I have never owned a compact camera, ever. In the film days when 120mm cameras were all the rage I lugged around my Canon AE-1 program. When I made the transition to digital I went with the larger Kodak EasyShare before upgrading to the dSLR system. A more familiar format for myself. So what made me purchase such a small camera, you ask?
Two reasons; the first one is Bill Dillane. Bill is known to be attached at the hip to his little pocket camera. He is constantly posting images taken with that camera and his ability to 'get the shot' has always impressed me. Which only confirms the saying, "the best camera to have is the one that is in your hand."
The second reason is twofold; as a photography instructor running a photo group I should be (need to be) familiar with this format as well as the dSLR cameras. After all, point-and-shoot photographers are the most common type of photographer out there. If you don't believe me check out the vast amount of images being posted to social sites like Facebook. The cell phone camera is the number one most popular type of camera. I have also been asked to run some adult education classes on digital photography so...
I had originally purchased the newer F600EXR model as an open box discounted item. Unfortunately when I received the camera I realized the flash did not work and I was forced to return it. Live and learn. The only difference was that unit had a GPS built in. A nice feature but not a deal breaker for me. I had no plans to use the GPS feature anyway.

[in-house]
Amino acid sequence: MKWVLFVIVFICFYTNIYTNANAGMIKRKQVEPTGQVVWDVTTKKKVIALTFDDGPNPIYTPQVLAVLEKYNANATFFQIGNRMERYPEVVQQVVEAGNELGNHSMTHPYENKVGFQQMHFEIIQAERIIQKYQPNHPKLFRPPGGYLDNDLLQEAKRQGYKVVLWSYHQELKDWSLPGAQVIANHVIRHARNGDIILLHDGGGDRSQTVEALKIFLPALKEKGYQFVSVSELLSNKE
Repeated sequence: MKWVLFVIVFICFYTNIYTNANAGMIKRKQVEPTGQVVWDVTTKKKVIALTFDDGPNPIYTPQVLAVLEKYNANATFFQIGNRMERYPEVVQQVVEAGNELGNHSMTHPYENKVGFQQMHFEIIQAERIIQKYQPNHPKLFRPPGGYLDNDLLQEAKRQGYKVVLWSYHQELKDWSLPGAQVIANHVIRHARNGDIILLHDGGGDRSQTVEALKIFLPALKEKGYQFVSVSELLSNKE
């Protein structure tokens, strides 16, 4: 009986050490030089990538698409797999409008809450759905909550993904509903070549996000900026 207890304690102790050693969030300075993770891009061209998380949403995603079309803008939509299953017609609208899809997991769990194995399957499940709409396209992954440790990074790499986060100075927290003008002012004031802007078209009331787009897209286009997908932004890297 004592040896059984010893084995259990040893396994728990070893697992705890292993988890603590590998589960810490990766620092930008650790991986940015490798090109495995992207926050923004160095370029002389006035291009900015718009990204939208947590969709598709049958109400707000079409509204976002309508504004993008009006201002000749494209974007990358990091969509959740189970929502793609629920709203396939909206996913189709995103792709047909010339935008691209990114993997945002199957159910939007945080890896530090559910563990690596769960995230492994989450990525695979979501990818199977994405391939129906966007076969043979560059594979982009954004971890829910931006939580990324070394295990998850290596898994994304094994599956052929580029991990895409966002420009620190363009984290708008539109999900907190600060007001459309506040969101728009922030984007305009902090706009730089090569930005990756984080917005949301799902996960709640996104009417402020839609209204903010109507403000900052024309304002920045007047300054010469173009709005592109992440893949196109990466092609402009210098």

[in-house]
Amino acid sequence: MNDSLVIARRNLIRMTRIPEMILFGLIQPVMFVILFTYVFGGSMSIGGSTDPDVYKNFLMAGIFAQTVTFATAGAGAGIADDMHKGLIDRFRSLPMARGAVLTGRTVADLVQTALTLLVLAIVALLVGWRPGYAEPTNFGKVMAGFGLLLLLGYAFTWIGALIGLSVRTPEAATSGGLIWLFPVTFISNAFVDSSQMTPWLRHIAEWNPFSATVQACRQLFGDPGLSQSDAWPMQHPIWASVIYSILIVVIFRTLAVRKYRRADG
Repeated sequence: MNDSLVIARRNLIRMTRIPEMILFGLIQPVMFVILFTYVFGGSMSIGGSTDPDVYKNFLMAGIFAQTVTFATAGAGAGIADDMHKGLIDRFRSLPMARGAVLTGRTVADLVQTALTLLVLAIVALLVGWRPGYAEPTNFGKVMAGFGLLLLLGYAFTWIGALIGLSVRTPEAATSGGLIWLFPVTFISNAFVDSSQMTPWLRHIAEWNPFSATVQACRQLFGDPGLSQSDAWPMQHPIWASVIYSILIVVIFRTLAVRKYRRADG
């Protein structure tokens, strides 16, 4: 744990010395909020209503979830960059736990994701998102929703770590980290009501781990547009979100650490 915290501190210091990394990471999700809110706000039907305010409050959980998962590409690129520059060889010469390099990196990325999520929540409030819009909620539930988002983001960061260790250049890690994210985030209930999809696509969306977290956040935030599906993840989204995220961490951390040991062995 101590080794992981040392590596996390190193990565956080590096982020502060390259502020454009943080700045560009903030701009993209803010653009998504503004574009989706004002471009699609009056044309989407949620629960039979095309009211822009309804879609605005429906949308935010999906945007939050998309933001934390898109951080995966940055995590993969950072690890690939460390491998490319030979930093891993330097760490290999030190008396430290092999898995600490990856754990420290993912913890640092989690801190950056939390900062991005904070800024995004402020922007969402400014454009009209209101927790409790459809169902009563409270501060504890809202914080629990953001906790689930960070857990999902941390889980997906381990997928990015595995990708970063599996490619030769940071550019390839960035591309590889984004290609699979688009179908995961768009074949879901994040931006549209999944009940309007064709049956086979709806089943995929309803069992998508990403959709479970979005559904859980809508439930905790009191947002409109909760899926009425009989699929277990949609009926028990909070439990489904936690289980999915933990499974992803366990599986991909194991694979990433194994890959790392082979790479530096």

The image at left is the waiting room of my studio. It is usually fairly dim and often lit by two overhead fluorescent recessed fixtures. Not the most ideal lighting. This shot is straight out of the camera, no post processing at all except for resizing.
Another really impressive feature is the auto-stitch panorama capabilities. It has several formats from short panos to full 360 degree panos. All done in-camera. Here is one, also shot in my studio.
The nice thing about compact cameras is the convenience of having a camera available in a small, portable package. While I may never use this for my commercial work I like the fact that it has the power to be able to handle a wide variety of 'problem' shots. So next time you see me at an event don't be surprised if I pull this little gem out.